It represents the goddess Venus coming out of the bath naked, in an attitude of recollection and has been the subject of numerous replicas known as "Capitoline Venuses".
5. The head of the colossal statue of Constantine
In the same room of the Palazzo dei Conservatori where the equestrian statue of Marcus Aurelius is located, you can also contemplate the head of the colossal statue of Constantine, which was part of a seated statue of the emperor dated in the third century AD, of which other parts are still preserved and that you can also see during the visit to the Capitoline Museums.
The remains of the colossal statue of Constantine were located in the Basilica of Maxentius, in the Roman Forum, in the 15th century.
6. The Spinario
This bronze sculpture belonging to the 1st century BC is another of the most popular works in the Capitoline Museums for its unique pose and unusual subject matter. In fact, during the Renaissance it became highly appreciated and gave rise to several replicas such as those exhibited in the Louvre Museum in Paris or in the Pushkin Museum in Moscow.
The Spinario depicts a seated boy looking at the sole of his left foot to remove a thorn that has stuck him.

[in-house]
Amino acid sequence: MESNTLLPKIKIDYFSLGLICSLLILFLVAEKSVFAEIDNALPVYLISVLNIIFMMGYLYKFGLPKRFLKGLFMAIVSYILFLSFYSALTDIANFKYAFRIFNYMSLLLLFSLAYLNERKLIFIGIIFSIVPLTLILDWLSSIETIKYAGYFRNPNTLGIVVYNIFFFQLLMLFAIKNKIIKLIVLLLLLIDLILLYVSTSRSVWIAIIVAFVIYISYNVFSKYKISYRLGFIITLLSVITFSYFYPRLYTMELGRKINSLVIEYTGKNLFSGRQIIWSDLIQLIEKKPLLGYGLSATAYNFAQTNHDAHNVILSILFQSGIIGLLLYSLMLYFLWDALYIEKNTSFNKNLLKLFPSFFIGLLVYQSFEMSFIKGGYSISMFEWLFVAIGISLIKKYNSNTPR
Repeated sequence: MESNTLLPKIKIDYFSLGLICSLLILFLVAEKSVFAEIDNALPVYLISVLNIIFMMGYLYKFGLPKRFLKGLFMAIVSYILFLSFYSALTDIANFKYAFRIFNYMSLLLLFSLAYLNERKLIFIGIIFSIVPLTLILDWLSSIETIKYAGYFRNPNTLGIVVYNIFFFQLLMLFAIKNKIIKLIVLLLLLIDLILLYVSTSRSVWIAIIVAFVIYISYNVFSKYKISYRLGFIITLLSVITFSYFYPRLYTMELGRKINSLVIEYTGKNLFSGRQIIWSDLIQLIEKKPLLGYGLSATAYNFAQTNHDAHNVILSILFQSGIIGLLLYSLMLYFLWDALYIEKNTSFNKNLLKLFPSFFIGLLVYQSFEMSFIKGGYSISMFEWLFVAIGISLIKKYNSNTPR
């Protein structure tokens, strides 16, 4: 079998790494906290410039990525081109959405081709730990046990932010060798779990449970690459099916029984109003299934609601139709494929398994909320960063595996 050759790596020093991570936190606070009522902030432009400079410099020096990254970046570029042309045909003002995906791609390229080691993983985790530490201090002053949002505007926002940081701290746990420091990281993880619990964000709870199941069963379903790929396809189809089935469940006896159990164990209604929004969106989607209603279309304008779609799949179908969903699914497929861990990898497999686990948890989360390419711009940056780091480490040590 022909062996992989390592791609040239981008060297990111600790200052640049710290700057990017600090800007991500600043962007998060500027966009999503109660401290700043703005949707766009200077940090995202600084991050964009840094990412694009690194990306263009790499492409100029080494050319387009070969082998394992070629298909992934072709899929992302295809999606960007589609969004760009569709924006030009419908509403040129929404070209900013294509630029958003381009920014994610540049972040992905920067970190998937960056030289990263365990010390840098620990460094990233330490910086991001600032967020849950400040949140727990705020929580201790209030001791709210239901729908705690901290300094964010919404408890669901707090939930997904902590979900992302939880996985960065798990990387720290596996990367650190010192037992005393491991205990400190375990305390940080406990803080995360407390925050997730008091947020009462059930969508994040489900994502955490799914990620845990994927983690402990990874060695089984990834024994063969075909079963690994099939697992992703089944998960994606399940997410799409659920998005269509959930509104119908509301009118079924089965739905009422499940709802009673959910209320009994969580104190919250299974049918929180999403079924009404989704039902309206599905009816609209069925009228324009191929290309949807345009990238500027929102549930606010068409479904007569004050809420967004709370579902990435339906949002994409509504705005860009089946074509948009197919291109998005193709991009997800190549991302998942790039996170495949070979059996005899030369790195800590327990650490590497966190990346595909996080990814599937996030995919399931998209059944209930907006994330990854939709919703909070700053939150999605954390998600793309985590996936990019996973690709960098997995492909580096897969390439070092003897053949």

7. Bust of Medusa
In Greek mythology, Medusa was a snake-haired woman who had the power to petrify anyone who dared to look her in the eye.
This bust is a work created by Gian Lorenzo Bernini in the 17th century that represents the exact moment of the metamorphosis. The artist's intention with this sculpture was to manifest the sculptor's talent while playing with the viewer, who can be "stunned" like Medusa when admiring his skills with the chisel.
You will find this work of art on display in the Palazzo dei Conservatori of the Capitoline Museums.
8. The Marforio
Another of the Capitoline Museums' most famous works of art is the Marforio, a colossal marble sculpture dating back to the 1st century AD that originally adorned a Roman fountain from the Flavian period.